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Jennifer Aniston: 'Being Sh*tty Has Become a Sport'
PHOTO: Jennifer Aniston appears on the September cover of Glamour Magazine.

(Image Credit: Jamie McCarthy/Getty Images)

Questions have swirled about when Jennifer Aniston will tie the knot with fiancé Justin Theroux, and while the actress isn't sharing clues about the impending nuptials in her new interview with Glamour magazine, she's opening up about other aspects of her life.

The "Friends" star graces the cover of the magazine's September issue, where she proudly wears her engagement ring. The issue hits newsstands Aug. 6.

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In an interview conducted by actor Jason Sudeikis, who co-stars with her on the upcoming comedy "We're the Millers," Aniston revealed how her childhood and sense of humor propelled her into acting.

Her father, "Days of Our Lives" star John Aniston, didn't want her to become an actress because he feared she would be hurt by rejection.

But she was drawn to it. Describing herself as "a terrible student," Aniston, 44, said that she grew up writing skits in class and perform them during recess.

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"I would goof in class, make everybody laugh, get kicked out, and stand in the hall, which I was thrilled to do. But then I went to the Performing Arts high school in New York and found a place where I could do all that for real," she said.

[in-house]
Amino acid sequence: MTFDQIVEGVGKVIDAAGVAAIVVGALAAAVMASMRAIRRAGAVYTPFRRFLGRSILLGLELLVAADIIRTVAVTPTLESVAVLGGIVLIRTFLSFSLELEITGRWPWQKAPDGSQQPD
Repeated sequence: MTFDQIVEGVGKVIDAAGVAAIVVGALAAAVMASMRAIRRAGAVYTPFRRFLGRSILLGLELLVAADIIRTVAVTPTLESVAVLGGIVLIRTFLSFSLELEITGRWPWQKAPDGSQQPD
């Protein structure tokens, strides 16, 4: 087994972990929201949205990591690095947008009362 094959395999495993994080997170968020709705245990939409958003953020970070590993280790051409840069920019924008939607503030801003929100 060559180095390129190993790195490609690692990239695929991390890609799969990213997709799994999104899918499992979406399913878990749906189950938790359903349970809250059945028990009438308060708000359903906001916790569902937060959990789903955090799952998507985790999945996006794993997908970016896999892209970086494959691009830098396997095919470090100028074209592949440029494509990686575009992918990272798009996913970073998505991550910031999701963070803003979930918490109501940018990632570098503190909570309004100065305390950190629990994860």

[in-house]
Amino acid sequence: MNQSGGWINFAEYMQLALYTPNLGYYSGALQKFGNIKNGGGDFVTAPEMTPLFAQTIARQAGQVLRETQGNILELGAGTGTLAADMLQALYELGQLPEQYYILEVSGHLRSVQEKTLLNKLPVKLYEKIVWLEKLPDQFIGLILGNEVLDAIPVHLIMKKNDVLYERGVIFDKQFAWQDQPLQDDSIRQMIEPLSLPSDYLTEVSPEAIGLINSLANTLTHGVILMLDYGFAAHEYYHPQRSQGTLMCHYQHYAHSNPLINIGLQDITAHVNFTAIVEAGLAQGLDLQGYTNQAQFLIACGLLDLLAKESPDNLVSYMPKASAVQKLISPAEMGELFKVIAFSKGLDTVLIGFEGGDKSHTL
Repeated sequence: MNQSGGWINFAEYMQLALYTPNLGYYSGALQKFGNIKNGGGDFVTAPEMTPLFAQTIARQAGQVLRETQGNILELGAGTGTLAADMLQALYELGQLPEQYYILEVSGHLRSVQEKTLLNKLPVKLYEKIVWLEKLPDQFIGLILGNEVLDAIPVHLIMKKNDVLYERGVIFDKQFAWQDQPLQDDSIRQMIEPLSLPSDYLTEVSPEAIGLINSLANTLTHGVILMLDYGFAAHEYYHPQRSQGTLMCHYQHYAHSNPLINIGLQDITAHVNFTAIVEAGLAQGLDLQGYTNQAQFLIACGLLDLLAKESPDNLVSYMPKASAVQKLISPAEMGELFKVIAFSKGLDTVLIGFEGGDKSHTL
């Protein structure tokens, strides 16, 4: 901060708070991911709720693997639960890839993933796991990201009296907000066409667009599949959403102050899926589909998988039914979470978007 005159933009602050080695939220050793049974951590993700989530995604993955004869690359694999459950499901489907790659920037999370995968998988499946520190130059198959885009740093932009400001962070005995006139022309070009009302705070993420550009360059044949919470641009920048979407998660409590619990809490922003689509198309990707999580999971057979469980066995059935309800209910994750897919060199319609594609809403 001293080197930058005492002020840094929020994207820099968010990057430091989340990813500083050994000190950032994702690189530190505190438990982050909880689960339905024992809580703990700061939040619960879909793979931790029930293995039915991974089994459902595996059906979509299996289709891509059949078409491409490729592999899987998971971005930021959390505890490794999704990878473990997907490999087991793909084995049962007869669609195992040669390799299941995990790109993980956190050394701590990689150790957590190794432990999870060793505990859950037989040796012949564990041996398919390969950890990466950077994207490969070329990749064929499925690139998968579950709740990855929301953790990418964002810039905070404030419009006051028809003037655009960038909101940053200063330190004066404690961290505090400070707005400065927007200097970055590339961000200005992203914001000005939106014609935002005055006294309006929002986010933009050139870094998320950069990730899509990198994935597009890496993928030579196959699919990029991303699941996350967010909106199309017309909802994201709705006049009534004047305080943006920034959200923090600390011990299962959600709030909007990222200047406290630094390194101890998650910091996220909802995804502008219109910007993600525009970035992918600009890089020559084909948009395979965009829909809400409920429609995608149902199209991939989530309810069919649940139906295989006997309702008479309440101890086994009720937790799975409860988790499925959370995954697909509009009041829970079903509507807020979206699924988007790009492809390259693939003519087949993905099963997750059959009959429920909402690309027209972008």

Aniston knew she was good at acting, she added.

"I didn't have family support; [my parents] broke up early. There was a lot of emotional strife to sift through as a kid. So I wasn't sitting there thinking about acting. I was trying to keep people sane," she said. "Being funny became a survival technique."

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During the interview, Sudeikis covered a wide range of topics, including her early career and personal style.

He also mentioned Aniston's support of his fiancée, actress Olivia Wilde, when Wilde was criticized last year for candid comments she made about her sex life and divorce from Italian filmmaker Tao Ruspoli.

Aniston said the criticism of Wilde angered her.

"I was so pissed. Because I related to it. I related to that f***ing feeling of people just wanting to rip down the powerful, beautiful woman who [speaks her mind]," she said.

"Stuff like that's so sh*tty. I don't like injustice. We're living in a time where, whether it's the Internet or tabloids, being sh*tty has become a sport. We're just grownup bullies. We literally could not need to have our hearts more open than in these times."

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